Richard Rykhus

Evanston news delivered free to your inbox! 

Thumbnail Profile: M.A. in Learning Sciences, Northwestern University (2000); B.A. in Marketing and B.A. in Spanish, Michigan State University (1991). Currently,  Director, Technology & Innovation at Grant Thornton LLP (2002-present), drive strategy, innovation, and long-term technology for national talent. Previously, vice president, Business Development at Mesirow Financial (1994-99). Has served as an English as a Second Language instructor, and as a technology and learning consultant to various area public schools. Evanston resident since 2006. Son at Dawes school.

Civic Activities: Member of District 65 School Board (2011-present), current vice president of the Board and chair of the Finance Committee. Board member of Evanston CASE (Citizens for Appropriate Special Education) (2009-2011), advocate for appropriate special education for students with special needs. Board member and subsequently executive director of GLSEN Chicago (1995-2005) worked to create safe schools for high school students and teachers, regardless of sexual orientation or gender identity.

Top three priorities: “My priorities will align with the priorities that emerge from the strategic planning process, which has engaged multiple stakeholder groups in our community for deep and broad input,” says Mr. Rykhus. He says the three areas he views as critical to the District’s future success are ensuring the District has outstanding people serving in their roles across the District, maintaining financial sustainability, and partnerships with District 202 and the community.

Two Major Decisions of the Board You Agree/Disagree With: Mr. Rykhus said he agreed with the hiring of Dr. Goren as the new superintendent – a unanimous Board vote. He highlighted two other votes.

First in the spring of 2012, he said, he made a motion that the District maintain fine arts staffing at existing levels, instead of reducing staffing as proposed by the administration. That motion failed. He says, strong fine arts programming is important, particularly for struggling students, because it may help engage them in learning.

Second, he said, this fall the Board unanimously approved a change in the District’s suspension policy. The new policy requires that alternatives to suspension be offered to all students, except in the most extreme cases. “This not only reduces the inequity of prior suspension practices; it also reduces lost instructional time for students who may be at risk,” he says.

How You Will Enhance Student Achievement: “The Board must focus on leading indicators to help us project if we are on track to reaching the higher levels of student success and adjust if we are not,” says Mr. Rykhus. He gives three examples where the District should be focusing: 1) The District should work with families and community partners to increase participation rates in formal early childhood programs; 2) the District should ensure that 100% of at-risk students have access to formal learning over the summer; and 3) the District must ensure that it is developing and retaining its most outstanding educators.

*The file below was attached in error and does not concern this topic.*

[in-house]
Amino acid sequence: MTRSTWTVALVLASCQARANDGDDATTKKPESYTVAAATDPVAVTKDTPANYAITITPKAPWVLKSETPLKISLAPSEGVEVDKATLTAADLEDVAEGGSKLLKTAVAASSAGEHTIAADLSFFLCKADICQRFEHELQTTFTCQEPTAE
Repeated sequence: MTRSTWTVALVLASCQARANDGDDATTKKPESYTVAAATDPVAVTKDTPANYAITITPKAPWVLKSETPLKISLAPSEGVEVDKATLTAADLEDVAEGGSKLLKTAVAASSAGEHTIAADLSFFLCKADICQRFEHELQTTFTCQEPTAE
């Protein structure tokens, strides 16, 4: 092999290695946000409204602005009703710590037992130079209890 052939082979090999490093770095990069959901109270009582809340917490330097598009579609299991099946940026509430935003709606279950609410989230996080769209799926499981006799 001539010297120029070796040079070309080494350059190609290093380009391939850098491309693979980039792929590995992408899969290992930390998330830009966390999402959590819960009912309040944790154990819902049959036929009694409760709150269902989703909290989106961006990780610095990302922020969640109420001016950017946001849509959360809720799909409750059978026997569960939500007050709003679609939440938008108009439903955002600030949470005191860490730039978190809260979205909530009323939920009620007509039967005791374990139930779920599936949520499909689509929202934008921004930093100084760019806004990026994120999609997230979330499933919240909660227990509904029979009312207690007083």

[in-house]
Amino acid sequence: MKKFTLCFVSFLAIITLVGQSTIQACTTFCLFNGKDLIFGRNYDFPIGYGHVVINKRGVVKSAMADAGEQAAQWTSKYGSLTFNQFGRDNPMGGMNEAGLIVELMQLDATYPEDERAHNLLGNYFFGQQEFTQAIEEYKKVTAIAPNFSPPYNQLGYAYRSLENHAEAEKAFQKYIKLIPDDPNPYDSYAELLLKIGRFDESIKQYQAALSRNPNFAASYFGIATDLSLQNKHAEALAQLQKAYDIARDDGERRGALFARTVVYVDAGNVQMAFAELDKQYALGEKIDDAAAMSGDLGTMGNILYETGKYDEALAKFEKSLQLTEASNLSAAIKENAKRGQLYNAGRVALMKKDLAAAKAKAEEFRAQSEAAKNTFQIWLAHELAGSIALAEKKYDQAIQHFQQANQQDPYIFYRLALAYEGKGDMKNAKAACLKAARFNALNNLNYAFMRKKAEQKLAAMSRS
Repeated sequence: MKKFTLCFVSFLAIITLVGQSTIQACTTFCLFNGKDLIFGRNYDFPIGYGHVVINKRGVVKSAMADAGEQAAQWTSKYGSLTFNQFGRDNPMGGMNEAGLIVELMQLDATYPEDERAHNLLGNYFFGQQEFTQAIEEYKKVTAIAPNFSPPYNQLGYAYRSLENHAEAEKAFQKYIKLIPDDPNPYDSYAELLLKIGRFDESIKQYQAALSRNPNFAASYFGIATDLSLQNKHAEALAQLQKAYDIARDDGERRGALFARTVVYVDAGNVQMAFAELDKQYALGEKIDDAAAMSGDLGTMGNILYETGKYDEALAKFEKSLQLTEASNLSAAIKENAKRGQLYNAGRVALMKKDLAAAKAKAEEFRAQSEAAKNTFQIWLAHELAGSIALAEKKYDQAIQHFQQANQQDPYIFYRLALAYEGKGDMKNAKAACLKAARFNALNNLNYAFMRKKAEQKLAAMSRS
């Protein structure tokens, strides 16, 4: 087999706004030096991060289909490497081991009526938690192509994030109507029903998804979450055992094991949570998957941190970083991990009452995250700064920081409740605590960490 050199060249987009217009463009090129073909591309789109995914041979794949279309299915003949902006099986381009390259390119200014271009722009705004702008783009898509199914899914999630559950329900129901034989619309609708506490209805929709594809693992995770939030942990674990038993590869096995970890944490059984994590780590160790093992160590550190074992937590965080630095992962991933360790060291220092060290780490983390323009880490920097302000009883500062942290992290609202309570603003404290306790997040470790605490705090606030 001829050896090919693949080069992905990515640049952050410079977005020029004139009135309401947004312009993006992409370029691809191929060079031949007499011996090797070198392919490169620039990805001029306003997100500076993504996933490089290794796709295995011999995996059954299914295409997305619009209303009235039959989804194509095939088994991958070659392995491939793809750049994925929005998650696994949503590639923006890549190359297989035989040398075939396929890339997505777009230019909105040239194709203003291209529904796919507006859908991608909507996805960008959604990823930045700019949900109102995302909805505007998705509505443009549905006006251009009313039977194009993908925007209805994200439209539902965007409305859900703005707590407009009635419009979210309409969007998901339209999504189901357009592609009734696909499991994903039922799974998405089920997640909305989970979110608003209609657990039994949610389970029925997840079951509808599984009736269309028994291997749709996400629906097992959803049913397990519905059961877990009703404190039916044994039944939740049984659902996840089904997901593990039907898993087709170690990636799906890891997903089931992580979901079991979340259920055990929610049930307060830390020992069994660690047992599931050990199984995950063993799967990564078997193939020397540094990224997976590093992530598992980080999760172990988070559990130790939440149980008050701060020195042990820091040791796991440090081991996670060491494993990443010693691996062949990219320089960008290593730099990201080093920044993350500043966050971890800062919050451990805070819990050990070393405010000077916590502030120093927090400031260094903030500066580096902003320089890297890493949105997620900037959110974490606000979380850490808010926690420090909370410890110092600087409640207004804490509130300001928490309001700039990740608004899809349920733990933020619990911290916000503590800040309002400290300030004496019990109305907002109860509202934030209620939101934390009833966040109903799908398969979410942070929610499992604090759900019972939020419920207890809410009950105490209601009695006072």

“Additionally we need to make sure that we are properly assessing the needs of struggling students and providing the appropriate interventions, not simply labeling a child as having behavior issues without a deeper analysis,” said Mr. Rykhus. “For students in the top quartile, in the short-term, we must continue to improve our curriculum in multiple subject areas to ensure challenge for all students.”

How You Will Influence Fiscal Efficiencies: “As Finance Chair for the past nearly two years, I have worked to influence positively the financial position of District 65. I initiated a new focus on the collection of overdue fees (over $300,000), which has produced some return to the District. We continue to apply a more rigorous lens on the investments made in technology. We have also asked the administration to review our expenses anew with a fine-toothed comb to ensure we are reducing administrative expenses to the greatest extent possible without impacting our students’ learning experience.

“We have already discussed publicly with Dr. Goren that significant budget cuts are a very likely scenario, potentially for the 2016/2017 school year. The Board, and I, need to understand the correlation between the investments we make and the impact they have on our students and schools. We have asked the administration to be prepared to share with the Board their analysis of programmatic impact relative to the expense. Once we have more complete information, we will be able to determine the appropriate priorities.

 “As a community we then will need to decide if we are willing to live with the proposed cuts or if we are willing to invest further in our schools, given the current financial climate.”

Preparation of Candidate Information

In the April 7 election, three seats will be filled on the District 65 School Board and on the District 202 School Board.

Omar Brown, Jennifer Phillips and Richard Rykhus are seeking a seat on the District 65 Board. Adrian Dortch is seeking a seat on both the District 65 and 202 Boards. Larry Gavin prepared the profiles of these candidates.

In addition to Mr. Dortch, Jonathan Baum, Mark Metz, Monique Parsons and Anne Sills are seeking a position on the District 202 Board. Kelley Elwood prepared the profiles of these four candidates.

The profiles were compiled based primarily on each candidate’s answers to five of 13 questions contained in a PTA Council Questionnaire.

Each candidate’s complete answers to the questionnaire are available in the “Election” section of the RoundTable’s online site at, and also at the PTA Council’s website, Videos of candidate forums sponsored by the PTA Council, the Evanston League of Women Voters and ETHS Parents Engaged are also available on these sites.